The Davis Cup may need a radical overhaul to address the “sad” spectacle of empty stands seen at some of this week’s matches, says a leading tennis official.
Grand Slam winner Stan Wawrinka highlighted the meagre turnout for Switzerland’s match against France earlier this week, which was played in front of thousands of empty seats at Manchester’s AO Arena.
German tennis chief Dietloff von Arnim, who is running to be president of the International Tennis Federation this month, said the sport should be open to “all alternatives” to a format introduced as part of a now-dissolved $3bn deal with footballer Gerard Pique’s Kosmos investment group.
“From what I heard, the first day was the same in all four countries. I talked to France on Tuesday and they said it was sad, the atmosphere of a Futures tournament, and I think everybody saw Wawrinka,” Von Arnim told City A.M.
“With the Davis Cup we will have a wider issue for sure and we have to think about it. We now have to really watch the economics, which were the basis of the decision to change, and secondly the format. I would say it’s one of the major issues that we need to solve in the short term.”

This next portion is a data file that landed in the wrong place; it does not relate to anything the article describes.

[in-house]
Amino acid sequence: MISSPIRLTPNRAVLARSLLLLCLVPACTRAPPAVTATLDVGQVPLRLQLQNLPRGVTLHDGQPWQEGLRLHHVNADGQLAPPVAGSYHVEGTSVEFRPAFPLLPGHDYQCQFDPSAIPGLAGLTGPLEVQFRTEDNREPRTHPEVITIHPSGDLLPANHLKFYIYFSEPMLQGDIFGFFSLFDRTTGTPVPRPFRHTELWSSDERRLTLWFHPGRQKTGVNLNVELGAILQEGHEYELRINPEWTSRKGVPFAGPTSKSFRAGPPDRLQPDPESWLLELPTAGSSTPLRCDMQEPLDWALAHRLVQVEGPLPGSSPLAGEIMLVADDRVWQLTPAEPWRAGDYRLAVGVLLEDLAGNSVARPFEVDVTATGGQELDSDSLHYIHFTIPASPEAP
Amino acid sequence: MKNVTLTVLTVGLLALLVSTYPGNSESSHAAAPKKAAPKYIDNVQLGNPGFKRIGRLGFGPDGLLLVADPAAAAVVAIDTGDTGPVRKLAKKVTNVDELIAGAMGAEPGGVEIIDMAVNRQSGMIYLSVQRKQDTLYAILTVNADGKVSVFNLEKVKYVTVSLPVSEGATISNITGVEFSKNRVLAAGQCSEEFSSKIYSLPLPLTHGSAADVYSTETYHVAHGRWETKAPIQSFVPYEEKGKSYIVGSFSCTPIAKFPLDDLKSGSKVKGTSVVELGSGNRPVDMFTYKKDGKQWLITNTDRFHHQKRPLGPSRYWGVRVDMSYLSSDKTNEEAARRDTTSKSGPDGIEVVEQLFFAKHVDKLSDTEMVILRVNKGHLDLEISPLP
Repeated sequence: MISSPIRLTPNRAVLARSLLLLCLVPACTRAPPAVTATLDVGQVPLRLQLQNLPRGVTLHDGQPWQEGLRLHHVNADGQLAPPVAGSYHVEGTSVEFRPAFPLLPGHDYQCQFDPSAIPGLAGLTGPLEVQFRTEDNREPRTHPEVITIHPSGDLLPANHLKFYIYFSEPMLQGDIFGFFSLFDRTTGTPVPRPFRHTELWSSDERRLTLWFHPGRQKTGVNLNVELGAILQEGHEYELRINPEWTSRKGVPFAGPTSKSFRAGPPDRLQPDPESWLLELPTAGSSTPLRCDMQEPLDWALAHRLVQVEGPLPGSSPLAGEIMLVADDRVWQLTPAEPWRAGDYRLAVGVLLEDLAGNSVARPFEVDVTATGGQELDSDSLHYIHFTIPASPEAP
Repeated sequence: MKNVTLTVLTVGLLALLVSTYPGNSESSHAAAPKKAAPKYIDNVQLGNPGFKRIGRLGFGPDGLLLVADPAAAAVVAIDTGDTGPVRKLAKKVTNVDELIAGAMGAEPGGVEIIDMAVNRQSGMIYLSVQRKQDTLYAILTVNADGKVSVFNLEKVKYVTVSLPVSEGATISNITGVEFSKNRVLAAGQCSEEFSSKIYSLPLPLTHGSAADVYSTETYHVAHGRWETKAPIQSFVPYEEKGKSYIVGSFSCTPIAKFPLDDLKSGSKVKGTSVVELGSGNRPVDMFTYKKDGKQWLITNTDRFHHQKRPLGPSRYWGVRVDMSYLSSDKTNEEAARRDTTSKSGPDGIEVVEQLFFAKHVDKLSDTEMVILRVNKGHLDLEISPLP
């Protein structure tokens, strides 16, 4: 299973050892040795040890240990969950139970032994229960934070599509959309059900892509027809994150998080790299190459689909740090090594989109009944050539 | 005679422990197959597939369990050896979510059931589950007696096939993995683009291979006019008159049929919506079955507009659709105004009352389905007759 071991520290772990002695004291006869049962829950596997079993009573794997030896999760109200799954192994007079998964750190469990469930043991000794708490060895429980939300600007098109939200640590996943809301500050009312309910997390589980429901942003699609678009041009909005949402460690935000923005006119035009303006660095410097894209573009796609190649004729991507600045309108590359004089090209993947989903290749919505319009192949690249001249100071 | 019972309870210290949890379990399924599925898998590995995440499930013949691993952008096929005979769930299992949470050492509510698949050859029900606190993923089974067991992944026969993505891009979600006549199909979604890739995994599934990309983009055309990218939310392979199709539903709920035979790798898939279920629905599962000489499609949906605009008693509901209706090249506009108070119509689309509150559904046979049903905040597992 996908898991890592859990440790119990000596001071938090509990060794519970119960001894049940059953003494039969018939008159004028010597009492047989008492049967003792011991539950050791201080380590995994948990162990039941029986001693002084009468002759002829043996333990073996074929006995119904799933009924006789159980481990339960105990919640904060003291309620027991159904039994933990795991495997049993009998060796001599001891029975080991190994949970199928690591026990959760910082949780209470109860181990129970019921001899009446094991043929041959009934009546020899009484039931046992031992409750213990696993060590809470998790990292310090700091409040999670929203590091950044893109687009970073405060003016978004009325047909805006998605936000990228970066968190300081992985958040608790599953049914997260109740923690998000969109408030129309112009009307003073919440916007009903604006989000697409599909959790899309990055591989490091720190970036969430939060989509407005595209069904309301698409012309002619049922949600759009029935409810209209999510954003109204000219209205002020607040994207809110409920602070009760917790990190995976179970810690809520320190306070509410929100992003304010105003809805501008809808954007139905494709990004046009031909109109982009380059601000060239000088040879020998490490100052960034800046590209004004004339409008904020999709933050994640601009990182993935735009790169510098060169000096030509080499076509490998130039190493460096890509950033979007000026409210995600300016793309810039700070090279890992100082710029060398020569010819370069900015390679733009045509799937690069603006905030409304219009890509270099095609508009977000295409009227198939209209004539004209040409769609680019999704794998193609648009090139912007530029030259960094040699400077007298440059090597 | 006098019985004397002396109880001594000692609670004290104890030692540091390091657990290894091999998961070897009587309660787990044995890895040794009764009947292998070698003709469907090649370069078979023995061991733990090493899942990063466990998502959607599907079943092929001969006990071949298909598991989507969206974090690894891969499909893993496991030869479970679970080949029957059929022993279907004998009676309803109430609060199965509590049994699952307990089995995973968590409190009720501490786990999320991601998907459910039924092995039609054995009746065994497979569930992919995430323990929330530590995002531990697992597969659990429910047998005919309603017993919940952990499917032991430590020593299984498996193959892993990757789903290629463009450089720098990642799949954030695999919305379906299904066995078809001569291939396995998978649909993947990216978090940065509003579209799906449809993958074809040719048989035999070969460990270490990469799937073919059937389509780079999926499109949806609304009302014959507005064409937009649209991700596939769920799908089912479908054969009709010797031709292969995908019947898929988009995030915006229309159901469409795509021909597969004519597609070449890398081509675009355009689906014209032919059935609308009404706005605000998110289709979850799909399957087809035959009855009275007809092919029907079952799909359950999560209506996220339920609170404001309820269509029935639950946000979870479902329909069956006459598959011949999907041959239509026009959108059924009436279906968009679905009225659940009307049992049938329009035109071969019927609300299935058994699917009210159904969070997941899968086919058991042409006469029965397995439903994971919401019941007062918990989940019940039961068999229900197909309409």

The low crowds can in part be blamed on teams playing away from home. When Great Britain beat Australia yesterday, around 8,000 turned out to watch the match.
Blinded by the promise of $3bn, the ITF embraced a Kosmos-led Davis Cup revamp in 2019. But after that deal collapsed in January, another rethink could be on the cards.
“We have to make a very wise decision. We won’t earn that amount of money again in one click,” Von Arnim added.
“We have to make the Davis Cup successful again from the sporting point of view and then I have no doubt that it will be attractive to sponsors and media, but we have to work on that.
“We should be really open to all alternatives on the table. We have to engage much more with the TV, sponsors and the players.”